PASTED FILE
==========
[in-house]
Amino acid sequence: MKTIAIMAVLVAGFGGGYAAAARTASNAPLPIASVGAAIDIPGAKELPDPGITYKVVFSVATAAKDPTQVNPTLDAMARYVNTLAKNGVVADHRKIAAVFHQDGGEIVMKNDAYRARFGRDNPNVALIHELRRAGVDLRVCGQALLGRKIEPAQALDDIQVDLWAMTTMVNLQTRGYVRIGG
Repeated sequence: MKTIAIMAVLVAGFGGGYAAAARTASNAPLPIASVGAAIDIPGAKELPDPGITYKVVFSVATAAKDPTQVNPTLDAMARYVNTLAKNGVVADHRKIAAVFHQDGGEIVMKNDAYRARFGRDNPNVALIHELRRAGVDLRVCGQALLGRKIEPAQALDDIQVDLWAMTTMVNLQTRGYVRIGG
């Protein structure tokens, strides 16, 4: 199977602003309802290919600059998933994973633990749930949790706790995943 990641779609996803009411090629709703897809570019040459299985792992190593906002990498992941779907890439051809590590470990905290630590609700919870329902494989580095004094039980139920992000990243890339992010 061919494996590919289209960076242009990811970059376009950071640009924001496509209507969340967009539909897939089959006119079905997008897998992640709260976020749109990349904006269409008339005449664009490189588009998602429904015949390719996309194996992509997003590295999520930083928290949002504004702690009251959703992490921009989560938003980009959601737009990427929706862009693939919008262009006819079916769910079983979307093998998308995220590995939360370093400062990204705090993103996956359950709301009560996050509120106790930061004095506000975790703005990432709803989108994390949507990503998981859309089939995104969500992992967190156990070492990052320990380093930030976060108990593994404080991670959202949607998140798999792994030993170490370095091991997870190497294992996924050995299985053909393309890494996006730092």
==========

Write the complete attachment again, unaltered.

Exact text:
[in-house]
Amino acid sequence: MKTIAIMAVLVAGFGGGYAAAARTASNAPLPIASVGAAIDIPGAKELPDPGITYKVVFSVATAAKDPTQVNPTLDAMARYVNTLAKNGVVADHRKIAAVFHQDGGEIVMKNDAYRARFGRDNPNVALIHELRRAGVDLRVCGQALLGRKIEPAQALDDIQVDLWAMTTMVNLQTRGYVRIGG
Repeated sequence: MKTIAIMAVLVAGFGGGYAAAARTASNAPLPIASVGAAIDIPGAKELPDPGITYKVVFSVATAAKDPTQVNPTLDAMARYVNTLAKNGVVADHRKIAAVFHQDGGEIVMKNDAYRARFGRDNPNVALIHELRRAGVDLRVCGQALLGRKIEPAQALDDIQVDLWAMTTMVNLQTRGYVRIGG
């Protein structure tokens, strides 16, 4: 199977602003309802290919600059998933994973633990749930949790706790995943 990641779609996803009411090629709703897809570019040459299985792992190593906002990498992941779907890439051809590590470990905290630590609700919870329902494989580095004094039980139920992000990243890339992010 061919494996590919289209960076242009990811970059376009950071640009924001496509209507969340967009539909897939089959006119079905997008897998992640709260976020749109990349904006269409008339005449664009490189588009998602429904015949390719996309194996992509997003590295999520930083928290949002504004702690009251959703992490921009989560938003980009959601737009990427929706862009693939919008262009006819079916769910079983979307093998998308995220590995939360370093400062990204705090993103996956359950709301009560996050509120106790930061004095506000975790703005990432709803989108994390949507990503998981859309089939995104969500992992967190156990070492990052320990380093930030976060108990593994404080991670959202949607998140798999792994030993170490370095091991997870190497294992996924050995299985053909393309890494996006730092």